Say A is a parent class. Let B and C be its child classes.

A a;
B b = new B(args);
a = b;

Is the type B object still accessible via b, or has it been permanently upcast to type A?

  • 1
    The variable b and the object it refers to are not affected by your assigning the same object to a.
    – khelwood
    Sep 5, 2020 at 7:03

1 Answer 1


The cast doesn't change the object at all. It just gives you "a different way of seeing the object" (viewing it as an "A" instead of a "B"). They're different views on the same object though. Any changes you make via a will be visible via b etc.

The same is true without the cast. For example, if there's a setValue/getValue pair of methods with the obvious behavior, you'd see:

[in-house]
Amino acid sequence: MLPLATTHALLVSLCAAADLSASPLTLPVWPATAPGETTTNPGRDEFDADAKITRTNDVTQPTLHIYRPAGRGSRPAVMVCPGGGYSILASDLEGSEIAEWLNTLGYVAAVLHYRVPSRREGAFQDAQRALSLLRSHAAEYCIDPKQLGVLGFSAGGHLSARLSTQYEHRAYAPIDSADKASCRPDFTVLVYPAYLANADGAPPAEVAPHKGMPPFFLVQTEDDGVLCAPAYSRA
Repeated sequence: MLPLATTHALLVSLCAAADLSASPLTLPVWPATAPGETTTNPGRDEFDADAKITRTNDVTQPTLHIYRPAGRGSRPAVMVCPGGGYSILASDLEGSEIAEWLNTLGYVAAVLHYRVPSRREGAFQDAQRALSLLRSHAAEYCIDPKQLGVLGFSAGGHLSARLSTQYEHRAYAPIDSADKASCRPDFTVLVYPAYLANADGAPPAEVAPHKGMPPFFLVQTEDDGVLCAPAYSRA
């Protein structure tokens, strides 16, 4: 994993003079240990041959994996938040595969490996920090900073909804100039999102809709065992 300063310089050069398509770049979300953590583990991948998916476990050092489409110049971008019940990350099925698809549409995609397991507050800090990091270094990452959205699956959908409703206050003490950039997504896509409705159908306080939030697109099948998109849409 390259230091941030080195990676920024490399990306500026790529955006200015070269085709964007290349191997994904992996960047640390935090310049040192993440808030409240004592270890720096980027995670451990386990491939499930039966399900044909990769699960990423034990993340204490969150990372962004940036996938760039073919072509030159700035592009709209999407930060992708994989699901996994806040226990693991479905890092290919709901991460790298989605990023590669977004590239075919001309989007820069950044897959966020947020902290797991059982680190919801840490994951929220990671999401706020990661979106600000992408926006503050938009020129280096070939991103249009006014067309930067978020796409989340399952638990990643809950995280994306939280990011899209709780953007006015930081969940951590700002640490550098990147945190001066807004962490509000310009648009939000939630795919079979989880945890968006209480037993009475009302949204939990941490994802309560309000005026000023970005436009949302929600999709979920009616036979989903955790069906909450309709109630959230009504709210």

B b1 = new B(args);
B b2 = b1;
System.out.println(b2.getValue()); // 10

The assignment doesn't copy the object - it copies a reference to the object from b1 to b2.

You may find my answer explaining the difference between a variables, references and objects helpful too.

  • Oh bang-on reply! Got it within the first line. Thanks for the quick clarification, @Jon
    – user11991978
    Sep 5, 2020 at 7:05
  • @shadyshamus: Goodo - I've added a bit more explanation to help anyone else who finds this :)
    – Jon Skeet
    Sep 5, 2020 at 7:06

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